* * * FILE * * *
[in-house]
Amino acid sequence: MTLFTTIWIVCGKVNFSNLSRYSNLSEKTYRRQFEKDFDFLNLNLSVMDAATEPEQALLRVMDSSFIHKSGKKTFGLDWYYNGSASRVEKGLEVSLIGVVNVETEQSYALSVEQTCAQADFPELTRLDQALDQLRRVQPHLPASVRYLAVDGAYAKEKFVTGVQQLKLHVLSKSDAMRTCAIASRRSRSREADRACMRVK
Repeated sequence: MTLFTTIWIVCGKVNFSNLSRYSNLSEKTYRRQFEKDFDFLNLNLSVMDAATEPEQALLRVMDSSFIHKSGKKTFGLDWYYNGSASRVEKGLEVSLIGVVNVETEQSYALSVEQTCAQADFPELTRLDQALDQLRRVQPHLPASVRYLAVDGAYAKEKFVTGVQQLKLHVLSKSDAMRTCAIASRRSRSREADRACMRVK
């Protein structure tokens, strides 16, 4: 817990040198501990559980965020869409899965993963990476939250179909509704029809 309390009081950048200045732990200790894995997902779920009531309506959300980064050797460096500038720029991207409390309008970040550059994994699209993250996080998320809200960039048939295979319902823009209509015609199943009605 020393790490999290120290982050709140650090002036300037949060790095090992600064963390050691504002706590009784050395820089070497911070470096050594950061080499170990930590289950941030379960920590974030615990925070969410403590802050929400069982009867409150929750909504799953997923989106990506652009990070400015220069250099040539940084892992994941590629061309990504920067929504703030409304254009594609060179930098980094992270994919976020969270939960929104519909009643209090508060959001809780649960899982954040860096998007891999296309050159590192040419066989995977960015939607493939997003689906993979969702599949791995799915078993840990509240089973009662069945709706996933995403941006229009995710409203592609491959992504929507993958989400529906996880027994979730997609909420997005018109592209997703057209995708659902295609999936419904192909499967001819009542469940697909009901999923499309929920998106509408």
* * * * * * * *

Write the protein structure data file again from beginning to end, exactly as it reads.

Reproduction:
[in-house]
Amino acid sequence: MTLFTTIWIVCGKVNFSNLSRYSNLSEKTYRRQFEKDFDFLNLNLSVMDAATEPEQALLRVMDSSFIHKSGKKTFGLDWYYNGSASRVEKGLEVSLIGVVNVETEQSYALSVEQTCAQADFPELTRLDQALDQLRRVQPHLPASVRYLAVDGAYAKEKFVTGVQQLKLHVLSKSDAMRTCAIASRRSRSREADRACMRVK
Repeated sequence: MTLFTTIWIVCGKVNFSNLSRYSNLSEKTYRRQFEKDFDFLNLNLSVMDAATEPEQALLRVMDSSFIHKSGKKTFGLDWYYNGSASRVEKGLEVSLIGVVNVETEQSYALSVEQTCAQADFPELTRLDQALDQLRRVQPHLPASVRYLAVDGAYAKEKFVTGVQQLKLHVLSKSDAMRTCAIASRRSRSREADRACMRVK
């Protein structure tokens, strides 16, 4: 817990040198501990559980965020869409899965993963990476939250179909509704029809 309390009081950048200045732990200790894995997902779920009531309506959300980064050797460096500038720029991207409390309008970040550059994994699209993250996080998320809200960039048939295979319902823009209509015609199943009605 020393790490999290120290982050709140650090002036300037949060790095090992600064963390050691504002706590009784050395820089070497911070470096050594950061080499170990930590289950941030379960920590974030615990925070969410403590802050929400069982009867409150929750909504799953997923989106990506652009990070400015220069250099040539940084892992994941590629061309990504920067929504703030409304254009594609060179930098980094992270994919976020969270939960929104519909009643209090508060959001809780649960899982954040860096998007891999296309050159590192040419066989995977960015939607493939997003689906993979969702599949791995799915078993840990509240089973009662069945709706996933995403941006229009995710409203592609491959992504929507993958989400529906996880027994979730997609909420997005018109592209997703057209995708659902295609999936419904192909499967001819009542469940697909009901999923499309929920998106509408």